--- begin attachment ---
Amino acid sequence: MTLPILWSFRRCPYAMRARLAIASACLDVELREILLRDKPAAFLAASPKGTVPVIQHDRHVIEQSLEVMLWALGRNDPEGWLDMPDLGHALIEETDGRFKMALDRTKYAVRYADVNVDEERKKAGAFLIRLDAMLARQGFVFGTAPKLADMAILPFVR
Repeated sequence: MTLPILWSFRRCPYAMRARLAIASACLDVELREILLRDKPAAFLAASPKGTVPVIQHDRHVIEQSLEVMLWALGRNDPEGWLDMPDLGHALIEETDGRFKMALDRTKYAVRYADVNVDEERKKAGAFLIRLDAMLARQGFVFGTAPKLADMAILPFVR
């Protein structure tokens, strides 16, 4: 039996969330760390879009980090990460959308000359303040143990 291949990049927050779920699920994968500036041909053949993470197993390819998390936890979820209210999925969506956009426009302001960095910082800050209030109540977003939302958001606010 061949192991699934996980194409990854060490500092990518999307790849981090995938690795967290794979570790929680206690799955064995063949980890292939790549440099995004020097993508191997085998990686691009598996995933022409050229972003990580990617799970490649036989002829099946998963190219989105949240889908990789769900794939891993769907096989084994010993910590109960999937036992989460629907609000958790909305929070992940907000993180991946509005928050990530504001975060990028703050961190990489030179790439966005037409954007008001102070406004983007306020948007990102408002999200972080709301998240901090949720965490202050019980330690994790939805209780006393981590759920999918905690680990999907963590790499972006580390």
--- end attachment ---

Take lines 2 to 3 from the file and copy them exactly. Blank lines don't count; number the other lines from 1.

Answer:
Repeated sequence: MTLPILWSFRRCPYAMRARLAIASACLDVELREILLRDKPAAFLAASPKGTVPVIQHDRHVIEQSLEVMLWALGRNDPEGWLDMPDLGHALIEETDGRFKMALDRTKYAVRYADVNVDEERKKAGAFLIRLDAMLARQGFVFGTAPKLADMAILPFVR
């Protein structure tokens, strides 16, 4: 039996969330760390879009980090990460959308000359303040143990 291949990049927050779920699920994968500036041909053949993470197993390819998390936890979820209210999925969506956009426009302001960095910082800050209030109540977003939302958001606010 061949192991699934996980194409990854060490500092990518999307790849981090995938690795967290794979570790929680206690799955064995063949980890292939790549440099995004020097993508191997085998990686691009598996995933022409050229972003990580990617799970490649036989002829099946998963190219989105949240889908990789769900794939891993769907096989084994010993910590109960999937036992989460629907609000958790909305929070992940907000993180991946509005928050990530504001975060990028703050961190990489030179790439966005037409954007008001102070406004983007306020948007990102408002999200972080709301998240901090949720965490202050019980330690994790939805209780006393981590759920999918905690680990999907963590790499972006580390």